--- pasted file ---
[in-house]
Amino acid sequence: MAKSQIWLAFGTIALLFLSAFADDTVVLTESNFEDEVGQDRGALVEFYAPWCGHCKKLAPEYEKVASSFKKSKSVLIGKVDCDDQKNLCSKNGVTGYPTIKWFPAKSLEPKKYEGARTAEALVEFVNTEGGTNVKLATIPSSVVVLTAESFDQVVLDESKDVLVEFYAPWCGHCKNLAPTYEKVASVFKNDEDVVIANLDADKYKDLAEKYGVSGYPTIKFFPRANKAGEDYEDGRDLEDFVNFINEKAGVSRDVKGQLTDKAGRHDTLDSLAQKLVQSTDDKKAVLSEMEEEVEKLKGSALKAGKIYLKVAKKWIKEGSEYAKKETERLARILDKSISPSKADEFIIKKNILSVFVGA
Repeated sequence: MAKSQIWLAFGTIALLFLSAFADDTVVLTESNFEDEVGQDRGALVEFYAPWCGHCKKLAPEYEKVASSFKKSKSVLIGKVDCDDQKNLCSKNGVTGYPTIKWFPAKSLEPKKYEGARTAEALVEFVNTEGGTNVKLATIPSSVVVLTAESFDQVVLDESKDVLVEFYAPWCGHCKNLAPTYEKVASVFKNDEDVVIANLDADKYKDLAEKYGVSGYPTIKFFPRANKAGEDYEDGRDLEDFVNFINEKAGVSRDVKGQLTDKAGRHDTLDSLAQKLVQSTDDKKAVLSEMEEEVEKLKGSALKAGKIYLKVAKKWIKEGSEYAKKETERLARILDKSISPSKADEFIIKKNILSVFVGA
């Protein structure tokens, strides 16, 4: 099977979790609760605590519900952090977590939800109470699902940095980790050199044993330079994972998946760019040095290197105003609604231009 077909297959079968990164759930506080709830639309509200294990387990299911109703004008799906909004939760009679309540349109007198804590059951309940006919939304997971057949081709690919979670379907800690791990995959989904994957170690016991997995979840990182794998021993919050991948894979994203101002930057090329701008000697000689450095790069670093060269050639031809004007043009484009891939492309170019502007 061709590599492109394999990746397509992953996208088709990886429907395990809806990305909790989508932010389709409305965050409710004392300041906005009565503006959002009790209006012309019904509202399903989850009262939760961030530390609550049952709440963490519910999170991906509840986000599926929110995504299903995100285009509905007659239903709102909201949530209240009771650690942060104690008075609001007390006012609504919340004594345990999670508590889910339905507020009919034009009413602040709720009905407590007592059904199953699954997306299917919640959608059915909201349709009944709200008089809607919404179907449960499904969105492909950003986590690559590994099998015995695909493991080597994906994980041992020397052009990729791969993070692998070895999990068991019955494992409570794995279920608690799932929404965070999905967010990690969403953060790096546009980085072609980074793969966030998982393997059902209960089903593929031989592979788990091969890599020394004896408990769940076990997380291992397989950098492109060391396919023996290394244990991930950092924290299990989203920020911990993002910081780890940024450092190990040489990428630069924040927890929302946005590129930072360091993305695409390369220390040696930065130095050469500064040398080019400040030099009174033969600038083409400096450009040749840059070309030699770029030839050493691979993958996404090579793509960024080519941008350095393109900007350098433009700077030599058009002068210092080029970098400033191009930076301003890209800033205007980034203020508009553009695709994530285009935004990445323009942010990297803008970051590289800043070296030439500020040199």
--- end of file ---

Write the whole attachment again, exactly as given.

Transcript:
[in-house]
Amino acid sequence: MAKSQIWLAFGTIALLFLSAFADDTVVLTESNFEDEVGQDRGALVEFYAPWCGHCKKLAPEYEKVASSFKKSKSVLIGKVDCDDQKNLCSKNGVTGYPTIKWFPAKSLEPKKYEGARTAEALVEFVNTEGGTNVKLATIPSSVVVLTAESFDQVVLDESKDVLVEFYAPWCGHCKNLAPTYEKVASVFKNDEDVVIANLDADKYKDLAEKYGVSGYPTIKFFPRANKAGEDYEDGRDLEDFVNFINEKAGVSRDVKGQLTDKAGRHDTLDSLAQKLVQSTDDKKAVLSEMEEEVEKLKGSALKAGKIYLKVAKKWIKEGSEYAKKETERLARILDKSISPSKADEFIIKKNILSVFVGA
Repeated sequence: MAKSQIWLAFGTIALLFLSAFADDTVVLTESNFEDEVGQDRGALVEFYAPWCGHCKKLAPEYEKVASSFKKSKSVLIGKVDCDDQKNLCSKNGVTGYPTIKWFPAKSLEPKKYEGARTAEALVEFVNTEGGTNVKLATIPSSVVVLTAESFDQVVLDESKDVLVEFYAPWCGHCKNLAPTYEKVASVFKNDEDVVIANLDADKYKDLAEKYGVSGYPTIKFFPRANKAGEDYEDGRDLEDFVNFINEKAGVSRDVKGQLTDKAGRHDTLDSLAQKLVQSTDDKKAVLSEMEEEVEKLKGSALKAGKIYLKVAKKWIKEGSEYAKKETERLARILDKSISPSKADEFIIKKNILSVFVGA
């Protein structure tokens, strides 16, 4: 099977979790609760605590519900952090977590939800109470699902940095980790050199044993330079994972998946760019040095290197105003609604231009 077909297959079968990164759930506080709830639309509200294990387990299911109703004008799906909004939760009679309540349109007198804590059951309940006919939304997971057949081709690919979670379907800690791990995959989904994957170690016991997995979840990182794998021993919050991948894979994203101002930057090329701008000697000689450095790069670093060269050639031809004007043009484009891939492309170019502007 061709590599492109394999990746397509992953996208088709990886429907395990809806990305909790989508932010389709409305965050409710004392300041906005009565503006959002009790209006012309019904509202399903989850009262939760961030530390609550049952709440963490519910999170991906509840986000599926929110995504299903995100285009509905007659239903709102909201949530209240009771650690942060104690008075609001007390006012609504919340004594345990999670508590889910339905507020009919034009009413602040709720009905407590007592059904199953699954997306299917919640959608059915909201349709009944709200008089809607919404179907449960499904969105492909950003986590690559590994099998015995695909493991080597994906994980041992020397052009990729791969993070692998070895999990068991019955494992409570794995279920608690799932929404965070999905967010990690969403953060790096546009980085072609980074793969966030998982393997059902209960089903593929031989592979788990091969890599020394004896408990769940076990997380291992397989950098492109060391396919023996290394244990991930950092924290299990989203920020911990993002910081780890940024450092190990040489990428630069924040927890929302946005590129930072360091993305695409390369220390040696930065130095050469500064040398080019400040030099009174033969600038083409400096450009040749840059070309030699770029030839050493691979993958996404090579793509960024080519941008350095393109900007350098433009700077030599058009002068210092080029970098400033191009930076301003890209800033205007980034203020508009553009695709994530285009935004990445323009942010990297803008970051590289800043070296030439500020040199």